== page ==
Straight Talk Advice

Oct 26, 2011

Risks of risqué Halloween dressing

DEAR STRAIGHT TALK: You wrote last week about how risqué attire can draw unwanted attention and lead to trouble if a girl is naive or insecure. How does this relate to Halloween? My daughter (almost 17) and her friends are planning to dress like “ladies of the night.” Should I be concerned? Or is this one night they can get away with it without being judged badly, or worse, endangered? What safety rules should I pass on? —Concerned Mother

Katie 18, Auburn, Calif. Ask me a question

Halloween is my once-a-year “hall pass.” But, be warned! Slutty dressing sends a message — even at Halloween. Safety rules: Never go anywhere alone. Stay with your friends. If they aren’t immediately around you, stay where it’s crowded. Be cautious of creepy guys (they are everywhere). Don’t set your drink down, ever.

Justin 24, Redding, Calif. Ask me a question

Sixteen is too young to dress like a “lady of the night.” However, sexy costumes have come to be expected. Notice I used the word “sexy,” not “slutty,” big difference.

Nate 17, Toledo, Ohio Ask me a question

Dressing up for Halloween is great fun. However, dressing as a slut crosses a line. We need to set an example for little kids. It’s really their holiday.

Mariah 20, Collinsville, Okla. Ask me a question

I wish Halloween was like it used to be. Every year they make costumes shorter and more revealing.

Taylor 14, Santa Rosa, Calif. Ask me a question

I’m going as Minnie Mouse for crying out loud, but all you see advertised are trashy costumes! If your daughter doesn’t normally dress slutty, she won’t get judged by me. But at school, girl after girl has her butt hanging out of her shorts and her breasts half exposed. Those taking this look farther, will look even more desperate and easy.

Jessie 19, Eugene, Oregon Ask me a question

A “sexy” costume is okay, but there is a line between “trashy” and “sexy”. I judge girls who overdo it and boys consider them easy — yes, even on Halloween.

Christina 19, Marysville, Calif. Ask me a question

Depending on the setting and how far a girl takes her costume, she will get judged.

Brie 20, Santa Barbara, Calif. Ask me a question

It’s fun to be slutty for one night. But be aware that it will attract negative attention. And parties only increase that. The thing to do is look sexy, not like you’re working a corner. Remember: bad things can happen no matter what you’re wearing, so stay with your friends.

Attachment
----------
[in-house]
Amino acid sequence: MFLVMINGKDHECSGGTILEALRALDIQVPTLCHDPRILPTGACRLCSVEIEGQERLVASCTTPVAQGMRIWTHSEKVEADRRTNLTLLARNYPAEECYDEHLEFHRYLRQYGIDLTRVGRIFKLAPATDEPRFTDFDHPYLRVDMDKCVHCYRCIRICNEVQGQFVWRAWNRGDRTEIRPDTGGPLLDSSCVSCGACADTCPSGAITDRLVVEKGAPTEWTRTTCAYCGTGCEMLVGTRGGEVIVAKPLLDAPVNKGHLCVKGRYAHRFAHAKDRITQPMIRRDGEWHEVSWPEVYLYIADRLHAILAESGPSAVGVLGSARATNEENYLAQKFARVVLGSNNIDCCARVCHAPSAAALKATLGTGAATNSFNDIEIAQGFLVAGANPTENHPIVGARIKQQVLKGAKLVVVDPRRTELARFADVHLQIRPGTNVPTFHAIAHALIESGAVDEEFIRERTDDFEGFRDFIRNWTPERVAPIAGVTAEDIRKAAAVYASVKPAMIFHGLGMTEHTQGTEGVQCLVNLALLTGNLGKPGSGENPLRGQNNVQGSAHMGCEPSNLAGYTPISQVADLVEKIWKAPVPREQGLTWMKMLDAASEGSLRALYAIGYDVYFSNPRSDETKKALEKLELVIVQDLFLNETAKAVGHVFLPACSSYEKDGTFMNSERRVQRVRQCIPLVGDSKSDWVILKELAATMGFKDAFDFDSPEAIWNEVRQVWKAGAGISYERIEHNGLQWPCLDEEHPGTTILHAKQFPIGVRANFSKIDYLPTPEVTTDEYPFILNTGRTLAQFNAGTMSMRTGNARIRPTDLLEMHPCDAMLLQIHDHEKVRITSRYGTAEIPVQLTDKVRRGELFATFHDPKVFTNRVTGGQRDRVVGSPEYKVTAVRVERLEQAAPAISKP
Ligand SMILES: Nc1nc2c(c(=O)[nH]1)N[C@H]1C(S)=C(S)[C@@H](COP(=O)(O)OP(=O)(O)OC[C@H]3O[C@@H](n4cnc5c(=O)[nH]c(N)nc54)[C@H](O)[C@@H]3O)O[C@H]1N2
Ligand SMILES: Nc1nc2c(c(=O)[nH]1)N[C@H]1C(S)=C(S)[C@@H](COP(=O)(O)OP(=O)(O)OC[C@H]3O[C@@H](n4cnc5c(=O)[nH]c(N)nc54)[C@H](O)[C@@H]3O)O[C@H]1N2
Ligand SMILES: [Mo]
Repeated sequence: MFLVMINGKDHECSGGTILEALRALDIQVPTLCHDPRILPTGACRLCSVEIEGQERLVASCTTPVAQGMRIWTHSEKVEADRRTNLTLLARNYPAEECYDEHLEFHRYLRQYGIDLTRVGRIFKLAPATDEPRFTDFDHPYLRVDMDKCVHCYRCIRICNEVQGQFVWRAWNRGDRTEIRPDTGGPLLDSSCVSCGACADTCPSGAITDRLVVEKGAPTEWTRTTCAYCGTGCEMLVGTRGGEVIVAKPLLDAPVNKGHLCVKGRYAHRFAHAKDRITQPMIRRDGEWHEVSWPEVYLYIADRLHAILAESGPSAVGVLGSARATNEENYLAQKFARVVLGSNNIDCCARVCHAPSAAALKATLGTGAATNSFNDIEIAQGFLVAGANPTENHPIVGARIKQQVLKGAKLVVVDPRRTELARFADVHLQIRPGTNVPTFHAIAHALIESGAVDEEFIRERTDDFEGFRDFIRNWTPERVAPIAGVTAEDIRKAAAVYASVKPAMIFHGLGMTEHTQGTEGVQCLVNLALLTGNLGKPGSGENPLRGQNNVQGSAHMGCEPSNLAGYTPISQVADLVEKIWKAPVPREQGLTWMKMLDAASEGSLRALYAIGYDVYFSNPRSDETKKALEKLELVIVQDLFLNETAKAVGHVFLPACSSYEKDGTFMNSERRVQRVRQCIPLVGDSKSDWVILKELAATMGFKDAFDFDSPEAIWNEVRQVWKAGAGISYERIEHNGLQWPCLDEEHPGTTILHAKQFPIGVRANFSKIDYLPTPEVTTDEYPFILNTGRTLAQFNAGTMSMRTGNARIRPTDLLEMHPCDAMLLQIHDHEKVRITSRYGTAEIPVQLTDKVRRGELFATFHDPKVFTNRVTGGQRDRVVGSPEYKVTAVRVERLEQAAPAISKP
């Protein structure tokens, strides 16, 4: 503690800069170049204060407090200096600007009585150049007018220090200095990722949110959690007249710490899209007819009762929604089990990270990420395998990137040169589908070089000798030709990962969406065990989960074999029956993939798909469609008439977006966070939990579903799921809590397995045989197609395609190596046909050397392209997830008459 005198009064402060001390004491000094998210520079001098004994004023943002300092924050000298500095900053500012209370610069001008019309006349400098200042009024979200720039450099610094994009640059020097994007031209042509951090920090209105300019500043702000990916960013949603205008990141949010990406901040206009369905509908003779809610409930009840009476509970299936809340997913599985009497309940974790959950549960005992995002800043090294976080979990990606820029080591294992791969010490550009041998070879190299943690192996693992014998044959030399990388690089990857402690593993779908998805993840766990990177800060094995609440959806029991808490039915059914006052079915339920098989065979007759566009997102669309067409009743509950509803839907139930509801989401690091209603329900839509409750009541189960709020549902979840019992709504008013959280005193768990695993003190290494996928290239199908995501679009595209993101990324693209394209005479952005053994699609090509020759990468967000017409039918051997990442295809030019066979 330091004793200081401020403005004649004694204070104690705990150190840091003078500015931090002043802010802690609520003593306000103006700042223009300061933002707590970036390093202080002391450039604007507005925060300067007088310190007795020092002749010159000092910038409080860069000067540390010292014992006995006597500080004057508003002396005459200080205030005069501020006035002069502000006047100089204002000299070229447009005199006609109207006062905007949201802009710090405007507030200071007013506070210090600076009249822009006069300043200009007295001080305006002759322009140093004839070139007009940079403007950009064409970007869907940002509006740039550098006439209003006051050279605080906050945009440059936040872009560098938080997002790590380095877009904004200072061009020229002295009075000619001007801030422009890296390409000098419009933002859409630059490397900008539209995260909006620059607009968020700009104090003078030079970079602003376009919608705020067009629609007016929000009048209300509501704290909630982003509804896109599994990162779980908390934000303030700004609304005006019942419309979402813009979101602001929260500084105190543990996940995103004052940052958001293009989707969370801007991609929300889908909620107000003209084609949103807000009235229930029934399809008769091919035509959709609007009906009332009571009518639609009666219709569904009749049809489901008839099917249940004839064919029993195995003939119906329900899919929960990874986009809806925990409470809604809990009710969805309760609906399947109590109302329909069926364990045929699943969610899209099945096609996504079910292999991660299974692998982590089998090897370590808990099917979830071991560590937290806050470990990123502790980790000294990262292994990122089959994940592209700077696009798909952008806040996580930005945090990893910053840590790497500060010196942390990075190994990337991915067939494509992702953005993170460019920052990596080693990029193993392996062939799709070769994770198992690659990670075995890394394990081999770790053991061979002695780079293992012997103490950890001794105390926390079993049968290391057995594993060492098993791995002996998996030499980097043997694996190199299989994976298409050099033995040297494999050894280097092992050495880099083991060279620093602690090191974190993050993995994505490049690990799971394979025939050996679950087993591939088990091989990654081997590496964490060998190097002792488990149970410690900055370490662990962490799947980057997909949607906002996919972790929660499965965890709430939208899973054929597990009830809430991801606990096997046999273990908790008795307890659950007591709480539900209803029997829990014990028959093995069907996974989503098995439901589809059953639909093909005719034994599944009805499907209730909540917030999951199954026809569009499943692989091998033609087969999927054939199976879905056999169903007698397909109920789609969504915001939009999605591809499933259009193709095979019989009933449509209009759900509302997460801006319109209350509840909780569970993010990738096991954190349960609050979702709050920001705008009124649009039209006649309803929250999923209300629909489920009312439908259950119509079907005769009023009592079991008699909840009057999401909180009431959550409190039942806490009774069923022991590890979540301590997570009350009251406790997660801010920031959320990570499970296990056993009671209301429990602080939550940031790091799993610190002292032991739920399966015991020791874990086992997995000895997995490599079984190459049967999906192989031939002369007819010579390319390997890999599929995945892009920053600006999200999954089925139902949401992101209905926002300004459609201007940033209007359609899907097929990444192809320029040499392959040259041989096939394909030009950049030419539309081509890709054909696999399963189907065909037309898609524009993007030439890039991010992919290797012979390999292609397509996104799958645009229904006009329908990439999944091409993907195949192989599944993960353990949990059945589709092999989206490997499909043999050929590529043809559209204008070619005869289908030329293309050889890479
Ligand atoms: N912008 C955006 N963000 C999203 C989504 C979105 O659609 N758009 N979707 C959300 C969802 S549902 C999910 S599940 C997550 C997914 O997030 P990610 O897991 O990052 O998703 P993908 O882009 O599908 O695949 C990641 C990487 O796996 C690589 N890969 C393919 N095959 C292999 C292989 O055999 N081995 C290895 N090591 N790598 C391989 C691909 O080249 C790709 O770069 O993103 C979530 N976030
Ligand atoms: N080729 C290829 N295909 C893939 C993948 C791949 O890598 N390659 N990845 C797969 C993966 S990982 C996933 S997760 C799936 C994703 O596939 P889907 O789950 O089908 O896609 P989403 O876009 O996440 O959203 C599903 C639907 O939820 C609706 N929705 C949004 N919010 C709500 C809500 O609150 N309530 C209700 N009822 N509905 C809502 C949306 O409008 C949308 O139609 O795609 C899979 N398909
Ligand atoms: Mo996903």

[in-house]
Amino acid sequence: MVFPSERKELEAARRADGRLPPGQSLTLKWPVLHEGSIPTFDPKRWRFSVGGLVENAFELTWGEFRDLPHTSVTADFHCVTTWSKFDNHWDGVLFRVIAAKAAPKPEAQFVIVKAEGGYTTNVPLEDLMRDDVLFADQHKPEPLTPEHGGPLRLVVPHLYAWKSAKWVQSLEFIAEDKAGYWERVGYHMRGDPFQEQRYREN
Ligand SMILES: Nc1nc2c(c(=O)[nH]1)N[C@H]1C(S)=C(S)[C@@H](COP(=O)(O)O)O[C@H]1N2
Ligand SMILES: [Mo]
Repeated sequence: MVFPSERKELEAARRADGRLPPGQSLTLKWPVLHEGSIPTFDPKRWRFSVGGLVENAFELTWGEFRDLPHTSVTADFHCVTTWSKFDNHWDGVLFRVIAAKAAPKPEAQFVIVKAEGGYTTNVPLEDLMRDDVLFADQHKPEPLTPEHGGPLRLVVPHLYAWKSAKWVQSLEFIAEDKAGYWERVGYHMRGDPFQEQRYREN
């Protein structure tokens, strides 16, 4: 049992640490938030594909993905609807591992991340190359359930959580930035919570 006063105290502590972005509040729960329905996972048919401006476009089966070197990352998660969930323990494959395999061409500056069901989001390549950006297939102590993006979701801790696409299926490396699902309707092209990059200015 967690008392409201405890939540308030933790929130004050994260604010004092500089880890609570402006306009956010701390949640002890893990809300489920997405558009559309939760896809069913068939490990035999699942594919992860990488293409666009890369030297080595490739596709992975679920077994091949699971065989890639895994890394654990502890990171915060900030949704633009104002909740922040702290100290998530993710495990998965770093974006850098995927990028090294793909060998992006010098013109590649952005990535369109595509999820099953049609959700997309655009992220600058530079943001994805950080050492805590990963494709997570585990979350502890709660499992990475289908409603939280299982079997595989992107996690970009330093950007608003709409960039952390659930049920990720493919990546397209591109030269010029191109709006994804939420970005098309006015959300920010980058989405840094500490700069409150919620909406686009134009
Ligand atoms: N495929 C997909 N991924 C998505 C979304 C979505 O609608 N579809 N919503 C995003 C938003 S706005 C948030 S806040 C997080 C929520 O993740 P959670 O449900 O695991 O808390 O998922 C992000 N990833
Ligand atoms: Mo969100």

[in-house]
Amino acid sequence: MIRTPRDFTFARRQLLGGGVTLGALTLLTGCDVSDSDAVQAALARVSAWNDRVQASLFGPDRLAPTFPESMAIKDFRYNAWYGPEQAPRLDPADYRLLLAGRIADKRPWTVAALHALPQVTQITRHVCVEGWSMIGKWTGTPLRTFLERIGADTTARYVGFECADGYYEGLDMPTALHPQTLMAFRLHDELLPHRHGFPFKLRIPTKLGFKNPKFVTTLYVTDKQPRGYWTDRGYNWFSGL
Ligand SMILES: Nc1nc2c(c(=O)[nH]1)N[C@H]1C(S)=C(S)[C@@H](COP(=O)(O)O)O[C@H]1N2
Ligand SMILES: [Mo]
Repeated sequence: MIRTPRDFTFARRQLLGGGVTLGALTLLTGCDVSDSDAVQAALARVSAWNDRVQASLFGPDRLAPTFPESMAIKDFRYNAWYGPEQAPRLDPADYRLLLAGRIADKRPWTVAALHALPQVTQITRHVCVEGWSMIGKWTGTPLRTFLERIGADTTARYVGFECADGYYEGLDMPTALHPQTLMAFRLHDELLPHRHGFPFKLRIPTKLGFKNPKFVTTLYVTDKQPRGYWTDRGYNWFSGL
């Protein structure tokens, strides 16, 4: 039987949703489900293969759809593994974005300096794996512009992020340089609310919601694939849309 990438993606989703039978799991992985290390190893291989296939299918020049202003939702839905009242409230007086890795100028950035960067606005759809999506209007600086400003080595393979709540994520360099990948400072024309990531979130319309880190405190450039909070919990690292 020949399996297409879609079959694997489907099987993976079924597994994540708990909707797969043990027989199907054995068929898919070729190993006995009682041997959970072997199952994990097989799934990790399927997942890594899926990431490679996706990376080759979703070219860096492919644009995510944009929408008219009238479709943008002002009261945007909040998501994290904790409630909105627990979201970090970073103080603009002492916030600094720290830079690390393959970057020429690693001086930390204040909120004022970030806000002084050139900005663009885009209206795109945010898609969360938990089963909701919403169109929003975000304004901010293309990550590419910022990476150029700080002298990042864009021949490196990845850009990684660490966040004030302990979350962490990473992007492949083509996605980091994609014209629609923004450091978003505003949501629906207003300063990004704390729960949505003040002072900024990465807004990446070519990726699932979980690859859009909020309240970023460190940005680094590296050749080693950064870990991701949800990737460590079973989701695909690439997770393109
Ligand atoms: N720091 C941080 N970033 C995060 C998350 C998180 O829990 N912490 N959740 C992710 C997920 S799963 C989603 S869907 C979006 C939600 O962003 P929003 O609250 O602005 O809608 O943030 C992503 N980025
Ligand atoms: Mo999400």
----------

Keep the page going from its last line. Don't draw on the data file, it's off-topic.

Katelyn 16, Huntington Beach, Calif. Ask me a question

Trashy dressing on Halloween may be “in” but it’s not safe, especially with drunken males around.

Molly 19, Berkeley, Calif. Ask me a question

Girls definitely dress more revealingly on Halloween and I suspend judgment that night. Nonetheless, slutty dressing is ALWAYS slutty. And while it isn’t an invitation to sleep with someone, it IS an invitation to look. Many boys get these two things confused. For a sexy (not slutty) look, choose between low-cut or short, but not both. Best: a clever costume.

DEAR CONCERNED MOM: These days, the word “slutty” (meaning anything from “sexy” to “trashy”) is dropped more carelessly than popcorn at a bad movie. Nonetheless, the panel was clear that, even at Halloween, there is such a thing as too slutty. Not only will it get you judged socially, but most girls aren’t wise or secure enough to handle the sexual attention it brings — and that’s without alcohol or other drugs.

To dress as a “lady of the night” should be forbidden. But for older teens, I can accept a semi-sexy character outfit. Dress-up can be cathartic, perhaps even an unconscious inoculation against the hyper-sexualized images received nonstop from the media.

Katie’s safety tips are essential — no matter what you’re wearing. In addition, tell or remind your daughter to call you if she feels unsafe and you’ll be there, no questions asked. Such unconditional caring generally works in a parent’s favor.

Editor’s Note: Parents: “I’ll come get you, no questions asked” doesn’t mean you avoid or ignore an obvious elephant in the room. That’s one of the worst things a parent can do. It means that you approach things with a level head, a caring heart and a tone that says, “I’m listening and opening my mind to understand you, and I’m also no pushover and it’s my job as a parent to keep you on the right track.” That’s what teens want! This includes them actually wanting you to give them boundaries and/or consequences that are fair and fitting to the situation. This may or may not include a “get out of jail free card” if you’ve promised one. It really depends on what you find when you pick up your child and if your child is showing signs of problems elsewhere in his or her life.

What you don’t want to do is react and sling consequences born from anger, knee-jerk projections from your own past hurts, or panic over your parental image. These generally do not fit the crime and the unfairness generally incites rebellion in the teen, sometimes a silent or manipulative one. In all cases, respect is lost and more trouble probably lies ahead for your relationship.

Almost all teens experiment or do dumb things. Their brains are wired for risk and social gain. The best tool for helping them stay on track, or correct their course, is to stay connected to them by taking time to check in and stay abreast of their world (which includes inquiring about delicate subjects). Above all, kids want to be known and understood — and when they’re not, a hole forms in their heart which they try to fill with other things. —Lauren

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